It’s September.  Have I seriously not posted since July?  Sorry dear followers I know you’ve all been waiting on the edge of your seats…. *silence*… *whistling wind*…*Passing tumble-weed*

So a brief update if anyone is still reading.  Mrs F and I are now over 32 years married – seriously.  How’d that happen!   Son-of-Furtheron had his 27th birthday… how old you feel when your son is now the age you were when you had him.  (Btw – it took me a while to realise it wasn’t a weird coincidence that I’m currently also exactly twice his age but simply a mathematical certainty! DOH!) We gave him some money.  He might be 27 but he spent it on some Lego!  It’s just like he’s still 10.    He is currently building the Lego Saturn V rocket model – which is huge, standing about a metre tall once completed.  Also for his birthday he and I went to Brands Hatch to watch the British GT racing, again just like he was a youngster again!  We also had a great day watching the sprint trials in Crystal Palace Park just 5 mins from his flat.  Terrific day out.

Mrs F and I had a short break away in the Cotswolds.  Mrs F played a blinder and found a brilliant small bungalow that was attached to the owner’s house in this tiny village – hamlet more like.  It was brilliant.  Across the road was a field of sheep.  Peace, quiet… lovely.   A house a couple along in the village was up for sale.  £2.2million… peace comes with a high price these days it seems.

Anyway terrific week visiting Oxford, Bath, Cheltenham etc. and a day walking around some lakes in part of the Cotswold’s Water Park.  On that we set off from a little village after a lovely coffee and cake stop in the village post office – now a thriving coffee shop with a PO counter.  Soon we were pouring over the Explorer map, kindly provided by the cottage owners, and in the middle of field that looked like the only thing that had ever walked that way was a herd of cows.  We didn’t see a living soul again for some hours until we were on the return journey back into the village.  Just terrific.

Since late July our family and friends have been engaged in “Spot the daughter” competitions.  Through her work as a university ambassador they asked her to be part of the “face of the university” for it’s annual clearing campaign.   This led firstly to a huge and I mean huge billboard at a local train station with her on standing 20ft or so high.  Then we’ve been spotting her on the back of buses etc. all over southern England.  Including my wife jumping up and down like a mad woman in Crystal Palace shouting “Look! Look! She’s on that one over there”.  Today she is starting her masters course at the uni.  Interesting debate we’ve been having about academic gender bias.  Her undergraduate course in Psychology was about 8:1 female to male.  Her masters 1:3! that is such a dramatic turn around.  I wonder how females are so discouraged to carry on in the academic route? I also feel embarrassed and squirm a bit being a white male again, too often these days I’m reminded of my privileged position simply due to the luck of my gender and ethnicity and I squirm as do I really do anything to combat that?  Do I tut along with others by secretly breath a sigh of relief I’ve fallen the “right” side of those dividing lines?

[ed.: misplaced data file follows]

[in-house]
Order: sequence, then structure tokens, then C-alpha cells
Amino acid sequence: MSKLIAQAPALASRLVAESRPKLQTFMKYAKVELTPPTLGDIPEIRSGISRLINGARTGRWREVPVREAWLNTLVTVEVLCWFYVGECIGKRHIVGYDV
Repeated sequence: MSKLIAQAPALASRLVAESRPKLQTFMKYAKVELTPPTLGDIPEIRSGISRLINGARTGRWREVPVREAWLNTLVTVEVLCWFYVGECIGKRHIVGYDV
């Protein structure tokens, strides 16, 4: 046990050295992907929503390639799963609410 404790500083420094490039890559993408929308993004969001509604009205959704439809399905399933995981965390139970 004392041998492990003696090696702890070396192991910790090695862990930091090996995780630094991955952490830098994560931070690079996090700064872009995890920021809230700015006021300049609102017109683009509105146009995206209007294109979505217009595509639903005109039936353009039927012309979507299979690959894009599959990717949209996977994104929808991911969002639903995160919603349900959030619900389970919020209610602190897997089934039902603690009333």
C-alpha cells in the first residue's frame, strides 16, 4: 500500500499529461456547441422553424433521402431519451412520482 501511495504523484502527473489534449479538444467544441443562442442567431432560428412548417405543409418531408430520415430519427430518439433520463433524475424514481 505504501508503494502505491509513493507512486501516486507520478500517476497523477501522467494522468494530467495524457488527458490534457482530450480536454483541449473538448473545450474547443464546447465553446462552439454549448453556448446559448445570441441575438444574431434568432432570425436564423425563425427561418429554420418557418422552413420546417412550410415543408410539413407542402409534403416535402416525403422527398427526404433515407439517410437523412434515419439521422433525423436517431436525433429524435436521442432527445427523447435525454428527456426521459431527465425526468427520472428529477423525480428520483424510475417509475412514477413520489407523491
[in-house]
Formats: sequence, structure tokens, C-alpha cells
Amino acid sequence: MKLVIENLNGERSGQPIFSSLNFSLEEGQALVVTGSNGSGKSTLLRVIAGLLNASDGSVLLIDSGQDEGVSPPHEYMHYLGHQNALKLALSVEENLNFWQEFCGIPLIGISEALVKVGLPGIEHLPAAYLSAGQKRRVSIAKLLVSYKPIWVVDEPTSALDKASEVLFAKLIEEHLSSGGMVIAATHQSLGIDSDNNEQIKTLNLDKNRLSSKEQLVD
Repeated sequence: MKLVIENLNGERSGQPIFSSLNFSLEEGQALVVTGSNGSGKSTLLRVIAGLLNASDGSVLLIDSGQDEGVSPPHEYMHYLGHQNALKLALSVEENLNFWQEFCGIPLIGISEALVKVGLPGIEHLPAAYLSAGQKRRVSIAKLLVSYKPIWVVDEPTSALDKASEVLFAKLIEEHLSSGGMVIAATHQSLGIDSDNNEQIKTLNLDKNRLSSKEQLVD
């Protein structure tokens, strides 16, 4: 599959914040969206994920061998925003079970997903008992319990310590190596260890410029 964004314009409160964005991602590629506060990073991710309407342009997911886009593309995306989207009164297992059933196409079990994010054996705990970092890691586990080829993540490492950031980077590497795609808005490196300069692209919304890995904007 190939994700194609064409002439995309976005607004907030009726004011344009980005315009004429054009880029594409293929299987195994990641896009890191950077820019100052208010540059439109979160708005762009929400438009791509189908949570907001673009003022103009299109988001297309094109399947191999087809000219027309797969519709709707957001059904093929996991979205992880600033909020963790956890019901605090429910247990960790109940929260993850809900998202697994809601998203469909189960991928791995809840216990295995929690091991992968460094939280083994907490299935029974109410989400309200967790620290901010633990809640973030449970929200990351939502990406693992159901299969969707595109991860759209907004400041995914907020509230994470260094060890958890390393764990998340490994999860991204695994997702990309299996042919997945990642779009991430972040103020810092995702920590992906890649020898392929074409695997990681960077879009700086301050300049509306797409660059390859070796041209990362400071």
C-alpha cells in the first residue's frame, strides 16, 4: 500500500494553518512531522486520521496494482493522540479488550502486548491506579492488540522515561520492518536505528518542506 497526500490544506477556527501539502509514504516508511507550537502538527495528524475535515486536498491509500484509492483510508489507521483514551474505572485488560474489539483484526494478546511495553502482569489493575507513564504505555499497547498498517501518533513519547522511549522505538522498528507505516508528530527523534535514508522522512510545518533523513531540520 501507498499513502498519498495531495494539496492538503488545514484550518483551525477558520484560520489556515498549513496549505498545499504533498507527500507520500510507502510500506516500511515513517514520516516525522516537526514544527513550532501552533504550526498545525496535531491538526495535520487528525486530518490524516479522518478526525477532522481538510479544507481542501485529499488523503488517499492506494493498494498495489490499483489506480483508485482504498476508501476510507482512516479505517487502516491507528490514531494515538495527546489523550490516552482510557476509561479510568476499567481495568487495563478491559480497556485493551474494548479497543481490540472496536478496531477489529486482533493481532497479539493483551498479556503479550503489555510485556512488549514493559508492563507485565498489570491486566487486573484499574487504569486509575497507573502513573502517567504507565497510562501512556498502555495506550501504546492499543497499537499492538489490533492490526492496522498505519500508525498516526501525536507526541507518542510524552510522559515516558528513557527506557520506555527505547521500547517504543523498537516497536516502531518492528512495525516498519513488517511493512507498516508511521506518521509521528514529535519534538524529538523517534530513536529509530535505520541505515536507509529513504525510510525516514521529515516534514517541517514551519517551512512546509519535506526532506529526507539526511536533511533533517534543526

I’ve started my placement with a mental health charity.  So far I’m enjoying it, early days but I’ve great hopes for that.  Also out of the blue my training centre asked me to visit for a chat.  That was actually a job offer to join them working as an assistant tutor.  The logistical bits are being sorted out and hopefully start soon on that if it can all be made to work.  I was really bowled over to be asked frankly, they clearly see something I don’t.

Other than that all good.  Still sober, still living….   I found myself being asked to talk at a load of meetings in the next few weeks.  Funny things like that seem to come in clumps.  I went to speak at one yesterday, a meeting I’ve never been to before and saw a very old friend who I haven’t seen in ages which was a bonus too.

Some photos…

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Don’t give up giving up

Inspired by a post at one of my regular readers – Un-Tipsy Teacher.    Thank you…